I eat quinoa almost every day. I hardly eat any meat at all, so it becomes a good alternative source of protein. It's also gluten free for all you celiacs out there!


Do you eat it plain? Or mixed in with other stuff?
I've been mostly simplistic....Meat loaf, spaghetti sauce. Or plain, with Green beans or Sweet corn tossed in.
There are a couple varieties, I've tried the white, and the Inca Red...The Red seems to have a tougher seed coat.



posted on May, 15 2011 @ 09:42 PM
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reply to post by spacedoubt
 


Yes. I cook it like rice in a rice cooker. It's very yummy and can be used in sweet and savory dishes. I add cinnamon and nutmeg for a sweet version (use coconut milk for some of the water), and garlic, onion, herbs de province, or cayenne for savory.

LOVE it!



posted on May, 15 2011 @ 09:48 PM
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reply to post by Amaterasu
 


Coconut milk, then cinnamon or.nutmeg...sounds tasty, I'll try that with my next batch.



posted on May, 15 2011 @ 09:50 PM
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reply to post by Amaterasu
 


Great! Now I'm droolin like Pavlov's Dog, Thanks. Can you post a couple of recipes? I'm now dying to check this out.



posted on May, 15 2011 @ 09:55 PM
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reply to post by spacedoubt
 


I use it in many recipes, but I most commonly just mix it with mushrooms and onions (an any other fresh vegetables I want like spinach, watercress, peppers ect.) fried up in virgin coconut oil. (Occasionally I add soy sauce, but I try not to use soy too much). I often use quinoa as a rice/noodle substitute for curries. It's good in soups too! Eat it warm or cold, quinoa is wonderful. I should be a quinoa cultivator/pusher haha.

I have tried the red variety and I find it harder to chew/digest. I much prefer the white.

PS: Coconut oil deserves a thread of its own haha
edit on 15-5-2011 by OrganicAnagram33 because: Addition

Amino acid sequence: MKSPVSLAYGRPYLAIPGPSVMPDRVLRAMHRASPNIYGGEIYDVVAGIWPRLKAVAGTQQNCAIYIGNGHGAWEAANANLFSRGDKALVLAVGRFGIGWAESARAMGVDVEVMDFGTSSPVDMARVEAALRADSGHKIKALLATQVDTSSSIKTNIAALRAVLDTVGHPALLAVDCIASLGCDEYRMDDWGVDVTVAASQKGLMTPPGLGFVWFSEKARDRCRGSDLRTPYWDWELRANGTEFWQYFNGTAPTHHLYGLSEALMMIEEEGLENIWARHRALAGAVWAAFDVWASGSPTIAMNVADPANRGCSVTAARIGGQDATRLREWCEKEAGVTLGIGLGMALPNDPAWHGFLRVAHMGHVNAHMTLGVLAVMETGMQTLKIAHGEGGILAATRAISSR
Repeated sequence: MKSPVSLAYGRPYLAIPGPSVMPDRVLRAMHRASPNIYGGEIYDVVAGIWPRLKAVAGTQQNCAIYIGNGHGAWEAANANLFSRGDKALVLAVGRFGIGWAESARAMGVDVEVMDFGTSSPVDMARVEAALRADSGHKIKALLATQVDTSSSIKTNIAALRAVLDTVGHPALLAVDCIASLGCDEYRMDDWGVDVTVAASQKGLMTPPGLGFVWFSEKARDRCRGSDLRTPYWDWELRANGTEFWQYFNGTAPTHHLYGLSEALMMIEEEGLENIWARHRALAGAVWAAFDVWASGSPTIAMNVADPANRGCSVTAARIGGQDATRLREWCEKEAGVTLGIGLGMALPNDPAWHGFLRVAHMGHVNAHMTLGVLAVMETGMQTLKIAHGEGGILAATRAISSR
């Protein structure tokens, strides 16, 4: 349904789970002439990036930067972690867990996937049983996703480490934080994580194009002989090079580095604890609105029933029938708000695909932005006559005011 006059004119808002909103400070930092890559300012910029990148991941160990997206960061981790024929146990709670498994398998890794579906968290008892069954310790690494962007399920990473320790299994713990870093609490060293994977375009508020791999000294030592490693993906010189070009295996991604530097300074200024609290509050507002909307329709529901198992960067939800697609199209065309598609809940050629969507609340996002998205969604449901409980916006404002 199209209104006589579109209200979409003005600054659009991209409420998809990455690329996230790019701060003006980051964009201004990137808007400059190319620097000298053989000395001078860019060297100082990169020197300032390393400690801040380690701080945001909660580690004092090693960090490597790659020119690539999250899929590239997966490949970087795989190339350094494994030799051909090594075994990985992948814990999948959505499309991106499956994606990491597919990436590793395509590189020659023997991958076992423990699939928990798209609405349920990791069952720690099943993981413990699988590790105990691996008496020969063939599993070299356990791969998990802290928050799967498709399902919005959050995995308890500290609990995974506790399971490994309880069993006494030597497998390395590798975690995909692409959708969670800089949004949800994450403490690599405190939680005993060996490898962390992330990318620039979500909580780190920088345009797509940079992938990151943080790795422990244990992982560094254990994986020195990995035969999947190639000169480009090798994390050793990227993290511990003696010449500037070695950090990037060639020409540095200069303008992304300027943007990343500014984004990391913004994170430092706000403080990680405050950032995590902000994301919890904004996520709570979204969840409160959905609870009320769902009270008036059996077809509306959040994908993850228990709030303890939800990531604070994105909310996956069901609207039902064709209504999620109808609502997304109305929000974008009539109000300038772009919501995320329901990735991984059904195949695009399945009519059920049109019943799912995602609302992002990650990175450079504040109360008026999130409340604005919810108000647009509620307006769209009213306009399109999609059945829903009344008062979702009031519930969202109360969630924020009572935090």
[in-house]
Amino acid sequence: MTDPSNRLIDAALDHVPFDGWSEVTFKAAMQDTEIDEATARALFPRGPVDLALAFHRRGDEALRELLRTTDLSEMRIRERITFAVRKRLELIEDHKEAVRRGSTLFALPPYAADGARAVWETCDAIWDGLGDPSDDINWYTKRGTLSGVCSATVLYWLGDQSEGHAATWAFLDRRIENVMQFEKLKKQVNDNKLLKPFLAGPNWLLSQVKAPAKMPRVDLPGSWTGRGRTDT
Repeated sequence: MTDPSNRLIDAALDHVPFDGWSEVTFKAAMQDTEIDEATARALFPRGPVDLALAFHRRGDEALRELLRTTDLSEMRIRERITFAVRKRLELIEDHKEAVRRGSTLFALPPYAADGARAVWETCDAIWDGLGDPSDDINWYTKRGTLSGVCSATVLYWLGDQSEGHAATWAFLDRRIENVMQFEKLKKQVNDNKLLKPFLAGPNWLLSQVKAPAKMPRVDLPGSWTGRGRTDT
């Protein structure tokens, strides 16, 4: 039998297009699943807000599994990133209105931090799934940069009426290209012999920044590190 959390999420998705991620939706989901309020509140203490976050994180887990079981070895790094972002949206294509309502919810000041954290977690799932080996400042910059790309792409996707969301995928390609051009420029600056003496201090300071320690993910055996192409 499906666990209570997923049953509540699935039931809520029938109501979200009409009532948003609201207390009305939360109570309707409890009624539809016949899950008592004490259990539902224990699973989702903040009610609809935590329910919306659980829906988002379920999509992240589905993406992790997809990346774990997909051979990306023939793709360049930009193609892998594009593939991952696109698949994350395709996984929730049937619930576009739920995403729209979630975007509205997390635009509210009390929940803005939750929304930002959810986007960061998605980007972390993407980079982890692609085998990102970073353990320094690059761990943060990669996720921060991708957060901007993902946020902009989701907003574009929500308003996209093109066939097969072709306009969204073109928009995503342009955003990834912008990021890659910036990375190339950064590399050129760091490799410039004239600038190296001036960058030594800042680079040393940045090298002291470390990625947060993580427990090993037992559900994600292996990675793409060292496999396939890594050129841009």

posted on May, 15 2011 @ 10:03 PM
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Originally posted by OrganicAnagram33
reply to post by spacedoubt
 


I use it in many recipes, but I most commonly just mix it with mushrooms and onions (an any other fresh vegetables I want like spinach, watercress, peppers ect.) fried up in virgin coconut oil. (Occasionally I add soy sauce, but I try not to use soy too much). I often use quinoa as a rice/noodle substitute for curries. It's good in soups too! Eat it warm or cold, quinoa is wonderful. I should be a quinoa cultivator/pusher haha.

I have tried the red variety and I find it harder to chew/digest. I much prefer the white.

PS: Coconut oil deserves a thread of its own haha
edit on 15-5-2011 by OrganicAnagram33 because: Addition


I've been telling folks about it at work. Even gave some out for people to try. I know just what you mean!
Seems to be a hardy plant, considering some of the places it was grown by the Incas. I wonder how much each plant would yield? A month ago, I'd never heard of it...Now it's one of my favorite foods...funny.



posted on May, 15 2011 @ 10:12 PM
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Originally posted by TDawgRex
reply to post by Amaterasu
 


Great! Now I'm droolin like Pavlov's Dog, Thanks. Can you post a couple of recipes? I'm now dying to check this out.


Well... I sort of create My recipes on the fly.

Sweet:

Cook w/coconut milk, and cinnamon, nutmeg, clove, vanilla, almond, orange flavoring. Add stevia, agave, or honey to taste. Add more milk, butter, maple syrup... Whatever You like.

Savory:

Add fresh or powdered: Garlic, onion, sage, thyme, rosemary, pepper, cayenne, etc. to broth and cook the quinoa.



posted on May, 15 2011 @ 10:17 PM
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Here's a recipe I made up from scratch a little while ago, it was intended as a large portion for one person, so just double the amounts for two:

Coconut Curry with Quinoa

2 tbls coconut oil
1/4 cup finely chopped onion
2 medium cloves garlic shredded
2 tsp finely chopped parsley
1 lobe of ginger shredded (ginger powder as substitute for fresh)
1/4 tsp tumeric
1/8 tsp cumin
1/8 tsp paprika
1 tbls lemon juice (or lime)
1/3 block of coconut cream [not sure of measurement] (add water until proper consistency)
dash of fresh ground pepper
quinoa

Turn stove-top on low-medium heat and melt the coconut oil. Add the onion and garlic and let fry lightly for a few minutes. Add the parsley and wait another minute before you shred the ginger into the pan and add the rest of the spices and lemon juice. Add the coconut cream and then water to reach the desired consistency. Spread on the quinoa, mix and enjoy!

Note: Curry often has many more spices, but the ones listed were the only ones I had at the time. Here's a list of the most common ingredients in curry:


Spices in Curry Powder: Times Used, Out of Eight Brands

Coriander Seeds, 8
Cumin Seeds, 8
Fenugreek Seeds, 8
Turmeric, 8
Cloves, 5
Garlic , 5
Curry Leaves, 4
Fennel Seeds, 4
Ginger, 4
Chillies, 3
Mustard, 3
Red Pepper, 3
Salt, 3
Cassia, 2
Black Pepper, 2
Poppy Seeds, 2
Anise, 1
Bengal Gram, 1
Cardamom, 1
Cassia buds, 1
Celery Seed, 1
Cinnamon, 1
Dill Seed, 1
Mace, 1
Nagkeser, 1
Nutmeg, 1
Onion, 1
Trifala, 1
White Pepper, 1


www.lionsgrip.com...